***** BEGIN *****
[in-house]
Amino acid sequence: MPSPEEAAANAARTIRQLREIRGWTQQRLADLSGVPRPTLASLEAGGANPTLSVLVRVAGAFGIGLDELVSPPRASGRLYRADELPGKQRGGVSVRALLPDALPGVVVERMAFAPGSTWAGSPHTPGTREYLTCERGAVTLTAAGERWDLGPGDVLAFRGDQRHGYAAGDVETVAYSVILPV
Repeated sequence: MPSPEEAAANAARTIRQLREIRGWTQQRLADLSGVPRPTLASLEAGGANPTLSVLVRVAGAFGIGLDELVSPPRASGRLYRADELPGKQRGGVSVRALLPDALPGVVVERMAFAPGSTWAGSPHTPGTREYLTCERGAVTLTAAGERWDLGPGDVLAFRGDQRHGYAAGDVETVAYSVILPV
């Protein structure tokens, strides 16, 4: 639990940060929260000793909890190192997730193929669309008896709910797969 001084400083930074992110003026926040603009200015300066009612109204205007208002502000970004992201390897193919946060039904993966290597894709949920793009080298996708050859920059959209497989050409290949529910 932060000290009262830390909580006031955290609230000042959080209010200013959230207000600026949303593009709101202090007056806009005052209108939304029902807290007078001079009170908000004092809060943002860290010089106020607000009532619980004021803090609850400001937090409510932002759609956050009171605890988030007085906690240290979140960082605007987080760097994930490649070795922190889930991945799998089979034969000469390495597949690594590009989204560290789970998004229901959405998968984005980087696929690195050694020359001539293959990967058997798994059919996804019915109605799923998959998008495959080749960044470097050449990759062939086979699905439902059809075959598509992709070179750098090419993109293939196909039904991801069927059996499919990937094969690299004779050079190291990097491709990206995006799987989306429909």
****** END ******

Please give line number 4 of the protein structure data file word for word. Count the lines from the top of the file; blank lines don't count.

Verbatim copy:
């Protein structure tokens, strides 16, 4: 639990940060929260000793909890190192997730193929669309008896709910797969 001084400083930074992110003026926040603009200015300066009612109204205007208002502000970004992201390897193919946060039904993966290597894709949920793009080298996708050859920059959209497989050409290949529910 932060000290009262830390909580006031955290609230000042959080209010200013959230207000600026949303593009709101202090007056806009005052209108939304029902807290007078001079009170908000004092809060943002860290010089106020607000009532619980004021803090609850400001937090409510932002759609956050009171605890988030007085906690240290979140960082605007987080760097994930490649070795922190889930991945799998089979034969000469390495597949690594590009989204560290789970998004229901959405998968984005980087696929690195050694020359001539293959990967058997798994059919996804019915109605799923998959998008495959080749960044470097050449990759062939086979699905439902059809075959598509992709070179750098090419993109293939196909039904991801069927059996499919990937094969690299004779050079190291990097491709990206995006799987989306429909």